Ubisoft’s futuristic take on the battle royale genre is getting a limited-time competitive mode that’ll take an already-frenetic concept and inject it with an extra shot of adrenaline. If high-risk, high-reward sounds like a proposition you can get behind, Hyper Scape is getting a new “Turbo Mode” next week that’ll lavish high-level loot on the winners, with everything sped up — including how fast you’ll heal and how fast the level challenges reach their conclusion. This one’s definitely a don’t-blink situation; Turbo Mode launches for Hyper Scape beginning Sept. 15.
Nintendo links its BOTW lore-verse
Over the years, Nintendo has left it to ardent Zelda fans to untangle much of the iconic series’ epic, history-spanning lore-verse. But the Big N surprised players everywhere this week with news that it’ll be dropping a new action game that fills in a big missing piece from the events leading up to The Legend of Zelda: Breath of the Wild and its upcoming sequel.Hyrule Warriors: Age of Calamity takes players 100 years back in time to the big catastrophe that dominated all those BOTW conversations about how Hyrule ended up in Ganon’s grip, serving as a follow-up to 2014’s Hyrule Warriors for the Wii U. If you’ve played Fire Emblem or Hyrule Warriors, you know what to expect: “epic battles against a backdrop of familiar locations in Hyrule before they were destroyed,” as Nintendo puts it, staged as a fast-paced action game where fighting strategy will make or break your success — whether you’re playing as Link, Zelda herself, or one of the four Champions, playable for the first time ever in Age of Calamity.
While Hyrule Warriors’ over-the-top fighting game style isn’t exactly the same exploration-heavy, narrative-based adventure that players expect with each proper installment in the main Zelda series, Nintendo has a way of making these in-between games add up to far more than the sum of their parts. That looks to be the case here, with Age of Calamity promising “a robust story that depicts the events, relationships and dramatic moments of the Great Calamity in captivating detail,” complete with a raft of integral features that include “solving environmental puzzles, unlocking weapons and skills, crafting materials, and visiting shops to obtain items and use the power of the Sheikah Slate.”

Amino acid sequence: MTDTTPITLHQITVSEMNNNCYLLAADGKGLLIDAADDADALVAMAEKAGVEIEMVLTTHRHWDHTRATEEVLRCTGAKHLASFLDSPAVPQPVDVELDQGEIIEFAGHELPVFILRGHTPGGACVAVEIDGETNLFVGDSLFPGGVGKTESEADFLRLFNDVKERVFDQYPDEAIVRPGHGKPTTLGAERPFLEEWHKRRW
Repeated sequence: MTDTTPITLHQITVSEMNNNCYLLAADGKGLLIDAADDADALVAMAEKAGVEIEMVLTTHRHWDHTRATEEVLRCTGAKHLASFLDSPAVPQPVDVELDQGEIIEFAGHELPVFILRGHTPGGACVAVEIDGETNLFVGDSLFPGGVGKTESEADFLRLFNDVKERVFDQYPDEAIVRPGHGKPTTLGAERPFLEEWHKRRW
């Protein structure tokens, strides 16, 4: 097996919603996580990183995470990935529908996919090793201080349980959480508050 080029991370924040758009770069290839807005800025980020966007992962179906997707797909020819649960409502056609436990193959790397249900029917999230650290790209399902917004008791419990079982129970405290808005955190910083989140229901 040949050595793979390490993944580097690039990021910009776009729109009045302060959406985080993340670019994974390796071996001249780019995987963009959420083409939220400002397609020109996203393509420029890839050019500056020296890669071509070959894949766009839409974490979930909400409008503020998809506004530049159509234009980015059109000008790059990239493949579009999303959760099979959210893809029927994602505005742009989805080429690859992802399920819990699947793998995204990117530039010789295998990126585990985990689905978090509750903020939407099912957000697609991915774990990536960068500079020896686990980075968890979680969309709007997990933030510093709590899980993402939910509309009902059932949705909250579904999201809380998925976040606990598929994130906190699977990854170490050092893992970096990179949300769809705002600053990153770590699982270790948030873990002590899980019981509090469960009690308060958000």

While the game itself is coming soon, Nintendo is planning “another look” at Hyrule Warriors: Age of Calamity in a digital streaming event set for Sept. 26. After that, it’s just a short sailcloth ride to Nov. 20, when the game arrives for Nintendo Switch.
The best of the rest
Call of Duty multiplayer mayhem —
You just knew the first docu-style trailer for Call of Duty: Black Ops Cold War was only the beginning, and sure enough, TreyArch this week unveiled what for many players will be the piece of the game where the real action happens: multiplayer mode.
Featuring Black Ops’ hallmark online combat and “fast-paced battles by land, sea, and air,” multiplayer will give players more reasons than ever to “engage in deniable operations with all new and fan-favorite modes and maps from locations all over the globe,” Treyarch teased in its release. Touting Cold War’s cross-gen and cross-platform features, the studio pledged full support for players no matter which system they’re using, including “cross-progression support for the entire community.”
The studio also announced the start date for the Call of Duty: Black Ops Cold War Open Beta, which is set to kick off Oct. 8 for PS4 players, followed a week later on Oct. 15 for Xbox and PC players. To get on board for early beta access, just pre-order Cold War on your chosen platform.
For more on the beta, as well as a deeper look at Cold War’s multiplayer maps and 1980s setting, check out publisher Activision’s blog post, which outlines play modes both familiar and new, from Team Deathmatch, Search & Destroy, Domination, and Kill Confirmed to “new ways to play like VIP Escort, Combined Arms, and Fireteam.” Call of Duty: Black Ops Cold War releases Nov. 13 for PlayStation 4 and Xbox One, followed by upgraded versions coming soon to PS5 and Xbox Series X/S.
Apple gives Fortnite a (temporary) break — The legal battle between Fortnite maker Epic Games and Apple appears to be far from over, but at least Apple won’t be dropping the hammer on iOS versions of the game today — as Epic had cautioned only two days ago.
Epic (who’s been waging its feud with Apple in the court of public opinion as well as in the actual courts) tweeted a last-minute update ahead of Apple’s planned removal of the “Sign in with Apple” function for Fortnite's iOS players, which was set to take effect today. For the time being, and with no definite expiration date attached, it appears that Apple will continue to allow Fortnite players to drop in via its all-in-one login (i.e., using the same password info that gets iOS owners access to everything from app purchases to Apple Music accounts).Despite the temporary break, Epic is still telling Fortnite fans it’s a good idea to plan for an iOS-free future, providing detailed instructions on how to change the game’s sign-on credentials using an Epic Games account. That’s no small change, either: more people play Fortnite using Apple devices than on any other platform. Business Insider reported this week that 116 million of Fortnite’s 350 million registered users get into the game using an iOS device.
In the meantime, Epic’s lawsuit against Apple is still ongoing, alleging that the tech giant is denying Epic the right to earn money via in-game purchases by taking a 30-percent cut of V-Bucks transactions (Fortnite’s in-game currency). Just this week, Apple countersued Epic in a filing that accuses the company, via CNN, of “self-help and subterfuge" and "commission-theft" for trying to circumvent Apple’s standard in-app payment practices.